The sale of oil and gas leases for the Arctic shelter is scheduled for early January


The Trump government announced Thursday it will sell oil and gas leases in Alaska’s Arctic National Wildlife Refuge in early January, further accelerating its final efforts to allow drilling there.

The Office of Land Management said the sale would take place on January 6, after the sale announcement was published in the federal registry next Monday. This notice requires a 30-day comment period before the sale can take place.

The sale date was published only 16 days after the bureau issued a “nomination call” that allowed oil companies and others to detail which areas of the shelter were interested in drilling.

Normally, the call for nominations will allow at least 30 days for such responses, followed by several weeks of analysis by the Presidency to finally decide which applications will be offered. This time frame would have postponed the sale just days before or after the January 20 inauguration of Joseph R. Biden, Jr., who opposed drilling into the shelter.

The announcement, which came from the office’s Alaskan offices, did not mention why the schedule was speeded up. But the Trump administration made no secret of its desire to sell drilling rights in the shelter before it left office.

Environmental groups condemned the last-minute push.

“This is Donald Trump’s shameful attempt to give one last help to the fossil fuel industry on the doorstep at the expense of our public spaces and climate,” said Michael Brune, executive director of the Sierra Club. resolution.

Once the sale has taken place, the office must review and approve the leases, a process that usually takes months. But holding the sale on January 6 would potentially give the office a chance to finalize the leases before the inauguration date. This would make it difficult to withdraw the Biden administration.

Environmental groups have said that is what Mr Biden is expected to do.

“President Biden ran into and was elected on the most aggressive pro-climate platform of all successful candidates in history, and made protecting the Arctic shelter a priority,” said Adam Kolton, executive director of the Alaska Wilderness League resolution. “We will need to use all the means at its disposal to stop the industrialization of the iconic national treasure.”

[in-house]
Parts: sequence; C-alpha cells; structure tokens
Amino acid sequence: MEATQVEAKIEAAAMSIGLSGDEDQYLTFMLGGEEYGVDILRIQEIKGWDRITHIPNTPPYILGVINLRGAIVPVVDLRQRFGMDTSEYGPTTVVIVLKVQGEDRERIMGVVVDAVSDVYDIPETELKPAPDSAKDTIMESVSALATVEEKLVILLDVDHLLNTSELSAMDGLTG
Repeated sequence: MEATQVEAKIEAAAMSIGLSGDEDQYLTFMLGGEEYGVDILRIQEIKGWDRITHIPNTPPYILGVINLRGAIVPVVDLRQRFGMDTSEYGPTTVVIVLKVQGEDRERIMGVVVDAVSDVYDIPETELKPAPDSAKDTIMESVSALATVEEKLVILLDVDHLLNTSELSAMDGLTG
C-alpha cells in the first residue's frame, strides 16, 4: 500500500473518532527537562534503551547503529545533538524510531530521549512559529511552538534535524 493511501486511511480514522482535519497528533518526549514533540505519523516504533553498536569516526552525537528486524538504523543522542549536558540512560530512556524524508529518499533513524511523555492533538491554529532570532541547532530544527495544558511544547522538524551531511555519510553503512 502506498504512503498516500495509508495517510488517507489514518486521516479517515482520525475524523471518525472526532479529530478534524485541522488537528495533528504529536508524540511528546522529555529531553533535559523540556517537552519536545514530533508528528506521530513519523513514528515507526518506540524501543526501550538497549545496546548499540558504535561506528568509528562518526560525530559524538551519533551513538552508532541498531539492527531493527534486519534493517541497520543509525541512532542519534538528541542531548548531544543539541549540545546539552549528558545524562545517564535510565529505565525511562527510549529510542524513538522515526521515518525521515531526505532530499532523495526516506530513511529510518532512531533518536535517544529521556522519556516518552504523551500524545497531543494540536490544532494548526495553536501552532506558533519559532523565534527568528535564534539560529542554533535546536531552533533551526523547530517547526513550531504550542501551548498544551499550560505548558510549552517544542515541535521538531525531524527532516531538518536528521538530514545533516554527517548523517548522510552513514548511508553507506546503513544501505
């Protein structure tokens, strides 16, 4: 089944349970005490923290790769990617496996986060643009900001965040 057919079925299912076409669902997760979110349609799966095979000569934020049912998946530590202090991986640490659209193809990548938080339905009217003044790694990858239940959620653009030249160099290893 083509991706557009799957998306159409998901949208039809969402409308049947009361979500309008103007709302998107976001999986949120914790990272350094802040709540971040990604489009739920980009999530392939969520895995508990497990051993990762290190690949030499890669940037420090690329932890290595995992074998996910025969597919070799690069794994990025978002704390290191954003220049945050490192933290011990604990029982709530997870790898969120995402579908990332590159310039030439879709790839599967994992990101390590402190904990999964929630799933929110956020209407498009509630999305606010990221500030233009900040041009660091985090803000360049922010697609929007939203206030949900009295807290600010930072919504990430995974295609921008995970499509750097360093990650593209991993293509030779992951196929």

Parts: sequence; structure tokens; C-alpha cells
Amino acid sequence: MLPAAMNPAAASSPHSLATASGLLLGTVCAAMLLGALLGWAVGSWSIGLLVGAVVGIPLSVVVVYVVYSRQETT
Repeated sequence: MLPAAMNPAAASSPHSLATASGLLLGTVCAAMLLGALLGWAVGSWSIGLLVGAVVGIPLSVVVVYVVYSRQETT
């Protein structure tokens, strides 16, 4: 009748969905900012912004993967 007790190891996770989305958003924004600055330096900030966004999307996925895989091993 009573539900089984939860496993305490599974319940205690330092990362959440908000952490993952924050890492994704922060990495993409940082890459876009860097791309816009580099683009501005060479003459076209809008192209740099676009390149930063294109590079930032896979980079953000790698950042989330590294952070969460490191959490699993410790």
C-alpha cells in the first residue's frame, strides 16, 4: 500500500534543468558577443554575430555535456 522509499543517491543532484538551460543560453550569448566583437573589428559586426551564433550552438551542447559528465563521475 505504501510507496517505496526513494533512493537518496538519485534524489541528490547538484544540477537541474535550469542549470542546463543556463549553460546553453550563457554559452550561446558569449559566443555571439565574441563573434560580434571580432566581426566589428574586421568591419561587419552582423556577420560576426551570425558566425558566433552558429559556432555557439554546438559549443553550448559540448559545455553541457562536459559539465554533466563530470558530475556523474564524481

A plan to sell the lease also launched a coalition of four environmental organizations, some Alaskan Indigenous groups, and in one case, 15 states. The lawsuits allege that the Trump administration made abbreviations in the leasing process and that the environmental review was deeply flawed.

The Arctic refuge is a vast expanse of virtually untouched wilderness that is almost touched by humans and is home to migratory caribou, polar bears and other wildlife. Of the 19 million hectares of shelter, rental sales would account for up to 1.5 million hectares on the northeast coast of Alaska. An environmental review completed earlier this year recommended that almost all of the 1.5 million hectares be offered for sale

The shelter has long been protected by environmentalists and congressional Democrats. But in 2017, when Republicans held both the White House and both houses of Congress, they approved the sale of oil and gas leases on the coastal plain as part of tax legislation.

President Trump said the opening of part of the shelter to oil development was the most significant effort to expand domestic production of fossil fuels.

The coastal plain presumably covers the last remaining significant oil reserves in the United States and could potentially lead to billions of barrels of oil. But this assessment is decades-long and relies largely on studies that have already used outdated technology to detect petroleum deposits underground.

In the 1980s, an exploratory well was drilled into the shelter, and an investigation by the New York Times found the results disappointing.

The American Petroleum Institute industry group praised the Trump government’s efforts to open the shelter before drilling, saying it will create jobs and increase Alaska’s revenue, which suffers as oil production on the northern slope has declined over the years. More recently, oil prices have fallen sharply during the pandemic. The majority of the state’s political leaders also support drilling in the shelter.

However, it is not clear how much interest the sales are attracting from oil companies. Arctic drilling is costly, making it difficult to achieve a good return on investment, especially in the lower 48 states, such as Texas, where the condition is less difficult.

Moreover, purchasing leases would only be the beginning of the process. Most experts say it should take at least a decade or longer for any oil or gas to be extracted from the shelter. By then, efforts to reduce the use of fossil fuels worldwide may mean that there is little or no market for oil.

Companies may also choose that pursuing oil in a clean area that is valued by the country’s environmentalists and some Alaskan natives is not worth the potential impact on their reputation. Several large banks have said they will not lend money to companies to drill the shelter.

In the 2017 legislation, the rental sale plan was billed to increase the revenue of the federal treasury. The Trump administration originally estimated a loss of $ 1.8 billion for the government over a decade. The Congressional Budget Office later offered a lower estimate of $ 1.1 billion.

But independent analyzes – including The New York Times ’analysis – have found that this revised amount is probably too optimistic. Based on similar Alaskan sales over the past few decades, analyzes suggest that potential revenue for the next decade is likely to be around tens of millions of dollars.